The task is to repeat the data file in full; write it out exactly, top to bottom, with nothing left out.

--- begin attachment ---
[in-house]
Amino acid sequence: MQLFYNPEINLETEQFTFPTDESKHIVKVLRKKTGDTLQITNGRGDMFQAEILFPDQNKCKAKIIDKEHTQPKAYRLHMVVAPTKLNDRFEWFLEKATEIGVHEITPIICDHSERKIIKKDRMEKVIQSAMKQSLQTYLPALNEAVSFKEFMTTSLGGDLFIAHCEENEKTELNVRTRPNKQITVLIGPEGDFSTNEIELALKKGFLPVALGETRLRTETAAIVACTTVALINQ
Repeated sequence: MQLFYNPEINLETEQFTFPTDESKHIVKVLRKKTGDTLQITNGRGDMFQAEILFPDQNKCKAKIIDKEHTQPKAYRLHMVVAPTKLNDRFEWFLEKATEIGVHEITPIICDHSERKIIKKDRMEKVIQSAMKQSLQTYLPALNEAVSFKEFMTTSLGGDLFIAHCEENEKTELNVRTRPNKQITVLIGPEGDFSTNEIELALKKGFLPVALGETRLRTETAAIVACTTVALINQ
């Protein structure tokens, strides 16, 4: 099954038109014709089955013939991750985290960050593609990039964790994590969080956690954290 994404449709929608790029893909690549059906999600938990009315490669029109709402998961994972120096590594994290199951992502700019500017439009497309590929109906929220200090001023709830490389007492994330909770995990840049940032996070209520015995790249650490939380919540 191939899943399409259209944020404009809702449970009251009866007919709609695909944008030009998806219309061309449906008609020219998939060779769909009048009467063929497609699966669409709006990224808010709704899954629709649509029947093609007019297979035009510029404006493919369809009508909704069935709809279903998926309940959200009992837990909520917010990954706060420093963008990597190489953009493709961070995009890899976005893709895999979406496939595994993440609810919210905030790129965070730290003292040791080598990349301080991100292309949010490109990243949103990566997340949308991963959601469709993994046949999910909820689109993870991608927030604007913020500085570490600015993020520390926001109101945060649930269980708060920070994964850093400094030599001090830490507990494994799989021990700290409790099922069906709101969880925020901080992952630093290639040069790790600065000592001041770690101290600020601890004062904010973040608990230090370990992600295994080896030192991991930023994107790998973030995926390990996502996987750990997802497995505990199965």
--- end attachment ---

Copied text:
[in-house]
Amino acid sequence: MQLFYNPEINLETEQFTFPTDESKHIVKVLRKKTGDTLQITNGRGDMFQAEILFPDQNKCKAKIIDKEHTQPKAYRLHMVVAPTKLNDRFEWFLEKATEIGVHEITPIICDHSERKIIKKDRMEKVIQSAMKQSLQTYLPALNEAVSFKEFMTTSLGGDLFIAHCEENEKTELNVRTRPNKQITVLIGPEGDFSTNEIELALKKGFLPVALGETRLRTETAAIVACTTVALINQ
Repeated sequence: MQLFYNPEINLETEQFTFPTDESKHIVKVLRKKTGDTLQITNGRGDMFQAEILFPDQNKCKAKIIDKEHTQPKAYRLHMVVAPTKLNDRFEWFLEKATEIGVHEITPIICDHSERKIIKKDRMEKVIQSAMKQSLQTYLPALNEAVSFKEFMTTSLGGDLFIAHCEENEKTELNVRTRPNKQITVLIGPEGDFSTNEIELALKKGFLPVALGETRLRTETAAIVACTTVALINQ
């Protein structure tokens, strides 16, 4: 099954038109014709089955013939991750985290960050593609990039964790994590969080956690954290 994404449709929608790029893909690549059906999600938990009315490669029109709402998961994972120096590594994290199951992502700019500017439009497309590929109906929220200090001023709830490389007492994330909770995990840049940032996070209520015995790249650490939380919540 191939899943399409259209944020404009809702449970009251009866007919709609695909944008030009998806219309061309449906008609020219998939060779769909009048009467063929497609699966669409709006990224808010709704899954629709649509029947093609007019297979035009510029404006493919369809009508909704069935709809279903998926309940959200009992837990909520917010990954706060420093963008990597190489953009493709961070995009890899976005893709895999979406496939595994993440609810919210905030790129965070730290003292040791080598990349301080991100292309949010490109990243949103990566997340949308991963959601469709993994046949999910909820689109993870991608927030604007913020500085570490600015993020520390926001109101945060649930269980708060920070994964850093400094030599001090830490507990494994799989021990700290409790099922069906709101969880925020901080992952630093290639040069790790600065000592001041770690101290600020601890004062904010973040608990230090370990992600295994080896030192991991930023994107790998973030995926390990996502996987750990997802497995505990199965």